Chevron probably isn’t too happy with Randy Mastro and the rest of its dream team at Gibson Dunn & Crutcher right now. Gibson Dunn represents Chevron in its “sue the victims” case against a group of Ecuadorian villagers and their attorneys. The Ecuadorians won a $9.5 billion judgment in Ecuador against the company for massive pollution, and Chevron retaliated by filing a law suit under the Racketeering and Corrupt Organizations Act (RICO), claiming the Ecuadorian judgment was obtained through fraud.

Last week, however, in a completely separate case, Gibson Dunn may have shot the Chevron case in the foot, arguing to the Second Circuit Court of Appeals that a private party can’t seek an injunction under RICO. This is the opposite of the argument they’ve made in Chevron’s RICO lawsuit in the district court in New York.

In that case, Chevron is seeking an injunction to prohibit the Ecuadorians from collecting on the Ecuador judgment. (The company initially sued for money damages as well, but dropped the damages claims on the eve of trial to avoid a jury trial.) Donziger and the Ecuadorians have argued that private parties like Chevron aren’t allowed to seek injunctions under RICO, while Gibson Dunn, on behalf of Chevron, has repeatedly argued the opposite. Judge Kaplan has indicated that he thinks this question is open to debate.

If it is indeed an open question, it may not be open for much longer.

Last Friday, in Sykes v. Mel Harris, Gibson Dunn urged the Second Circuit to “confirm that private RICO claims for injunctive relief fail as a matter of law” – in other words, private plaintiffs cannot seek injunctions under RICO. If Gibson Dunn wins that argument, the decision will control Chevron’s case against Donziger and will doom Chevron in the lower . . .

Cindy Cohn, our co-counsel, is awesome

The current issue of California Lawyer profiles Cindy Cohn, ERI's co-counsel and friend, and highlights her work defending privacy and challenging government surveillance for the Electronic Frontier Foundation (EFF). Cindy is a passionate defender of rights of all sorts. We first worked with Cindy on the Bowoto v. Chevron litigation; she was co-counsel on the case before she became the Legal Director of EFF, and continued working on the case until the end, even though it did not really fall within EFF's portfolio of privacy and digital rights work.

More recently, we've had the pleasure of working with Cindy and her team in challenging Chevron's subpoenas to email providers for account information of journalists, activists, lawyers, and others associated with the campaign against Chevron's legacy of contamination in Ecuador. The opportunity to work with Cindy and her colleagues at EFF was one of the reasons that we wanted to take on this fight, and we're delighted to see this profile giving recognition to the importance of her work.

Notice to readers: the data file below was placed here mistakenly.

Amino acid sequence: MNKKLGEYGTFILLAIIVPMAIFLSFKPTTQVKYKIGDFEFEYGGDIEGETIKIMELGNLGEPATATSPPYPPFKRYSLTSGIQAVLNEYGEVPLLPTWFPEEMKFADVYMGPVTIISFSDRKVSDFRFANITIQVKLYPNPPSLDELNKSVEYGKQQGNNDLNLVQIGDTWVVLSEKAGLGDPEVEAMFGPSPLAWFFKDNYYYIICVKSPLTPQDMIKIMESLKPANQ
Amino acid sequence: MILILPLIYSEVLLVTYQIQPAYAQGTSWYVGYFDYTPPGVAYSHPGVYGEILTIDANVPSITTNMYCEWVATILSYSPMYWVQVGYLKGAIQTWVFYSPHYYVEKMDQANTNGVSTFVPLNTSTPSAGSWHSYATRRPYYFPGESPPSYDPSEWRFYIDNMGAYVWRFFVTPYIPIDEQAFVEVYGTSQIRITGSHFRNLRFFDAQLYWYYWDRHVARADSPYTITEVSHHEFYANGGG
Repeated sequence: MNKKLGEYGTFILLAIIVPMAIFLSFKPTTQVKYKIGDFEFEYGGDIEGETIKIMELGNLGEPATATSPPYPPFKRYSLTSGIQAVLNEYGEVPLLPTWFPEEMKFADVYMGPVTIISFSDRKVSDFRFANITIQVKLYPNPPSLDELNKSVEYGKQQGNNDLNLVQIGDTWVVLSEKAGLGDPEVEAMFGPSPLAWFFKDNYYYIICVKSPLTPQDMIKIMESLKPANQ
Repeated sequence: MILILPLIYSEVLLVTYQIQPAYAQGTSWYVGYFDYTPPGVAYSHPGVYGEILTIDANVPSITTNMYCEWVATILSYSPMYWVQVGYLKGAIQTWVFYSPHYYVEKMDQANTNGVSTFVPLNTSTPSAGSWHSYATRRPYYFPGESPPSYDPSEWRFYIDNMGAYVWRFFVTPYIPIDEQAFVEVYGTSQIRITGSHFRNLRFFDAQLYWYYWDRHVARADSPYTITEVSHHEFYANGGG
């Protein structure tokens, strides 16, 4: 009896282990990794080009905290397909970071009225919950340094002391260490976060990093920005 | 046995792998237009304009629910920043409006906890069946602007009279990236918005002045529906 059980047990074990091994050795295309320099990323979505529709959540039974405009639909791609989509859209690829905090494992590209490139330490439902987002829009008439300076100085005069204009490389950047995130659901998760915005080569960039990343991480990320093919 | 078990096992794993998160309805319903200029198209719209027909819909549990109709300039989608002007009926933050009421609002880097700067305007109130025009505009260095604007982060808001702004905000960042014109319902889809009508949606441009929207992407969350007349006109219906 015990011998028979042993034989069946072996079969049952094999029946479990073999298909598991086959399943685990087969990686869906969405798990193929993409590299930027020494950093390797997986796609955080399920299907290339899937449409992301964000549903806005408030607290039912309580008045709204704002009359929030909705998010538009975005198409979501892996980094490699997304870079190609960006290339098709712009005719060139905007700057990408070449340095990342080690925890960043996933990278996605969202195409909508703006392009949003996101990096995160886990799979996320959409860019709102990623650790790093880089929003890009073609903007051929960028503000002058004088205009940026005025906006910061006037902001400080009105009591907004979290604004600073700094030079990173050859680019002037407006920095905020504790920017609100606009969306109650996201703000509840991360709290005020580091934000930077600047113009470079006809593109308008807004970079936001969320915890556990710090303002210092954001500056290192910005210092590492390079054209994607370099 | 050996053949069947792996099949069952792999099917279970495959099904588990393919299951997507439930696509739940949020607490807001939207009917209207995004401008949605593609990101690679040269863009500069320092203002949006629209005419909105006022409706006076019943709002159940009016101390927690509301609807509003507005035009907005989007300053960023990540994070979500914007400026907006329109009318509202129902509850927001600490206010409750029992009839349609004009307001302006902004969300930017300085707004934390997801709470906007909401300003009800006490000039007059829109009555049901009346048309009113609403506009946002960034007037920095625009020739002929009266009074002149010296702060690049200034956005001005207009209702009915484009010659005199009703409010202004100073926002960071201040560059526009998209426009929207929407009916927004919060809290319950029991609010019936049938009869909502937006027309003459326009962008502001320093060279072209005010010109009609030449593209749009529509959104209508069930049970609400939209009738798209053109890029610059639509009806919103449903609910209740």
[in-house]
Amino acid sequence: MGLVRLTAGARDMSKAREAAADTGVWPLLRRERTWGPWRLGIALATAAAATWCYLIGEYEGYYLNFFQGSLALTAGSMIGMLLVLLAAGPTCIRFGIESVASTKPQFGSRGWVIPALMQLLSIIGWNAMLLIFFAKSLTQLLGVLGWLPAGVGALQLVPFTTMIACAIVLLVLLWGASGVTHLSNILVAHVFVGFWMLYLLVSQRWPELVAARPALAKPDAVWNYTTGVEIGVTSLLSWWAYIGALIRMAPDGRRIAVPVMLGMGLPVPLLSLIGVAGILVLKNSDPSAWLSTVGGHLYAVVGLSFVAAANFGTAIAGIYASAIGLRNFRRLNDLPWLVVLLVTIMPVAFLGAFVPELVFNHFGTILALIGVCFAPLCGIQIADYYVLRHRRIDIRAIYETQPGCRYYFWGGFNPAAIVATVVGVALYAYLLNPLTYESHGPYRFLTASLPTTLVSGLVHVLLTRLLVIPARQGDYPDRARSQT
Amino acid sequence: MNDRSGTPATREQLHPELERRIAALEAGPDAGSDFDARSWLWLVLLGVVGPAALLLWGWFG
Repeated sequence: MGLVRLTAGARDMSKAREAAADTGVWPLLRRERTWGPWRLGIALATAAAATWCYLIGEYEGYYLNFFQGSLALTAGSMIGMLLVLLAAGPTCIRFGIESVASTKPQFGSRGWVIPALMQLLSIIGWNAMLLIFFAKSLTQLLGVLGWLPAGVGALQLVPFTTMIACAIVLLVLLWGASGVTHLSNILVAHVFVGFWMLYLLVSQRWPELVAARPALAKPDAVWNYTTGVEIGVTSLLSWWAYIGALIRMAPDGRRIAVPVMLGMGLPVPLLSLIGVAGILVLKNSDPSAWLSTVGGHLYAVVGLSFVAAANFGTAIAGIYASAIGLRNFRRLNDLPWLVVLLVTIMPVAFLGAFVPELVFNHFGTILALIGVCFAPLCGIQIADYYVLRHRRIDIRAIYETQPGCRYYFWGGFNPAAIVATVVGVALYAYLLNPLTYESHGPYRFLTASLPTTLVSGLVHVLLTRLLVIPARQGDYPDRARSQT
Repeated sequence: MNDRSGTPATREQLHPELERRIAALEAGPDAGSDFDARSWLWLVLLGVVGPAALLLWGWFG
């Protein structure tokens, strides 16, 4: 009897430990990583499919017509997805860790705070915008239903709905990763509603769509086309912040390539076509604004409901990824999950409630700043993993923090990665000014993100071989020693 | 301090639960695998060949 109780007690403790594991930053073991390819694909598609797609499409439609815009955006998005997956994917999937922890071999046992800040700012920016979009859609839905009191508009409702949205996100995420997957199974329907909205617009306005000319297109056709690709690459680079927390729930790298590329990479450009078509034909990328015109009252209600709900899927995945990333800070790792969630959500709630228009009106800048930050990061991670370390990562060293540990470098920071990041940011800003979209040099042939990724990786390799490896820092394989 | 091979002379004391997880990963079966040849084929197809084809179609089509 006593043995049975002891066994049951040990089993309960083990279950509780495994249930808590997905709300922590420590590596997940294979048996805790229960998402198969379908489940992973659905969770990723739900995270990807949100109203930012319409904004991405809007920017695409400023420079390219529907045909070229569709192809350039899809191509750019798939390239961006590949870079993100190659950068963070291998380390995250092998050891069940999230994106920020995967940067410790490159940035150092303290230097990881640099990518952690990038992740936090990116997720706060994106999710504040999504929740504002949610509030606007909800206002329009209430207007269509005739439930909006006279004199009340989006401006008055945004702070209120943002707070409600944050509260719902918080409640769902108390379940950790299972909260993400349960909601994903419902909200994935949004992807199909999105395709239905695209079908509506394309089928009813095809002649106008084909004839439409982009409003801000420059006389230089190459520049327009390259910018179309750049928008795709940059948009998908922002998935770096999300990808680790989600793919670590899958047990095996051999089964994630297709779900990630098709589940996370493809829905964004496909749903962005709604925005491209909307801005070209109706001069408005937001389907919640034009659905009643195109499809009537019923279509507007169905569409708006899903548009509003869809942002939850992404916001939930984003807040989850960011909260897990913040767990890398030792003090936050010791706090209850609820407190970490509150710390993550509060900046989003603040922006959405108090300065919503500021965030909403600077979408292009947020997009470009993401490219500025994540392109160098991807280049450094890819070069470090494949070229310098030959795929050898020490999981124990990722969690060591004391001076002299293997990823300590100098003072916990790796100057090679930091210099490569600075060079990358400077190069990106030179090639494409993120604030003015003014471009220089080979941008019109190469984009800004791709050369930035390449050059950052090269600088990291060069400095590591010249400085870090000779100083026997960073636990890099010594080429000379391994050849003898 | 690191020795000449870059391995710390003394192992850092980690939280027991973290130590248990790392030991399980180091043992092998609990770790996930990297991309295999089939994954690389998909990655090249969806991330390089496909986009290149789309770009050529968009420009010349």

Supreme Court rules that Daimler is too big to be sued

Memory Park, in Buenos Aires, is a memorial to victims of the Dirty Wars

In the Daimler AG v. Bauman decision handed down on January 14th, the U.S. Supreme Court delivered another strong blow to human rights. This one, though, was much quieter. We didn’t have to wait in line at midnight to get in to hear the arguments. The press coverage was minimal. But like so many dark horses, there’s a lot more to this decision.

The suit was brought in California by employees of DaimlerChrysler’s Buenos Aires plant who were tortured, disappeared, and killed during Argentina’s “Dirty Wars.” The victims alleged that the plant management worked with the military regime to turn over employees who they considered “subversive.” The decision did not address whether these abuses occurred, but rather whether the court in California – where Daimler did billions of dollars’ worth of business where its subsidiary Mercedes Benz USA (MBUSA) had its regional headquarters – had jurisdiction, the authority to hear the case, at all.

The big takeaway was what may be a dramatic change to the Court’s approach to “general jurisdiction,” the authority of a California court to hear a case against a defendant that has nothing to do with California. To determine whether there is general jurisdiction over a person or company, the Court has up to now used a test which looks at whether the company has  “continuous corporate operations” that are “so substantial and of such a nature” that it would be fair to sue them in that state, even for actions that did not occur there.

The Court held that Daimler could not be sued in California. While the decision itself did not come as a surprise, the majority’s reasoning was troubling, seeming to require that courts now examine not only a business’s contacts within that state, but also in comparison to its contacts in other . . .